- Miranda: Future of Prop 8 on the line at hearing
- North: Local reactions to Proposition 8 hearing
The case has attracted a circus-like atmosphere on this emotional issue, and with national media covering the case, all eyes are on California. The state Supreme Court's decision could have national implications on same-sex marriages.
Across from the Supreme Court is a plaza that leads to San Francisco's City Hall. A big television was set up there for people to watch it outside.
In West Hollywood, gay rights supporters gather at an auditorium to watch the California Supreme Court hearing live.
The Court's decision will decide whether or not an estimated 18,000 same-sex marriages will remain valid.
For supporters of Proposition 8, the ban is about tradition, while opponents don't like the power of the majority over the minority.
"The rights of a protected group, a minority, should never be taken to the ballot box so that the majority could reign tyranny on the minority," said Richard Ostlund, who supports gay marriage.
The justices heard arguments on a trio of lawsuits seeking to overturn the ban on same-sex marriage approved by voters in November.
Minutes into Thursday's proceedings, the justices peppered lawyer Shannon Minter, who represents same-sex couples, with tough questions over how the 14 words of Proposition 8 represent a revision of the state's constitution or a denial of fundamental rights.
Chief Justice Ron George asked what rights were lost other than being able to label their union as a marriage.
"Relegating same-sex couples to domestic partnership does not provide them with everything but a word," Minter said. "It puts those couples in a second-class status."
Proposition 8 passed with 52 percent of the vote, changing the state's constitution and overriding last May's historic court decision that allowed thousands of same-sex couples to legally get married.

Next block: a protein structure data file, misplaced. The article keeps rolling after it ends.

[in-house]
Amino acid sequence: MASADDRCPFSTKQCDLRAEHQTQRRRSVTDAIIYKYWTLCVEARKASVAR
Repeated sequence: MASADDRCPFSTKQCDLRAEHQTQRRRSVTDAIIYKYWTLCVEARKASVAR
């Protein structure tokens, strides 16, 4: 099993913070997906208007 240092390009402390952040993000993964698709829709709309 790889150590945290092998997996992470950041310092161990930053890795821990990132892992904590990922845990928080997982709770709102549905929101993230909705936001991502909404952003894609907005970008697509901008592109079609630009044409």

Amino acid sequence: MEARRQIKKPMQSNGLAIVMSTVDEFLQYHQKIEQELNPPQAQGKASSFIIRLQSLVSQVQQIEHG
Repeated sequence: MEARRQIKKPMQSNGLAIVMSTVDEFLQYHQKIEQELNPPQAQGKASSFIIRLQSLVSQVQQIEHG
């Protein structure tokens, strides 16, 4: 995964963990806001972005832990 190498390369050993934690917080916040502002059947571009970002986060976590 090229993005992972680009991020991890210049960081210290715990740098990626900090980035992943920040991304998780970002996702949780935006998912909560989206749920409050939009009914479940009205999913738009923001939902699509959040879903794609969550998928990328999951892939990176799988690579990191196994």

The Supreme Court is hearing arguments on three points: Is Proposition 8 invalid because it constitutes a revision of, rather than an amendment to, the California Constitution? Does it violate the separation of powers doctrine under the California Constitution? And, if it's constitutional, does it affect the 18,000 marriages of same-sex couples performed in the 4½ months before it passed?
"I'm hoping that they will respect the will of the people and that they'll abide by the law," said Dolores Meehan, a Proposition 8 supporter.
Proposition 8's sponsors, represented in court by former Whitewater prosecutor Kenneth Starr, argue that the ballot initiative was approved correctly, and say it would be a miscarriage of justice for the court to overturn the results of a fair election.
"The court merely has to look at the constitution, which says clearly that marriage is only for a man and a woman, and says that the legislature makes the laws, the people pass initiatives. Only the people can amend the constitution," said Randy Thomason from protectmarraige.com.
The Court will have about 90 days to make their ruling.
The Associated Press contributed to this story.
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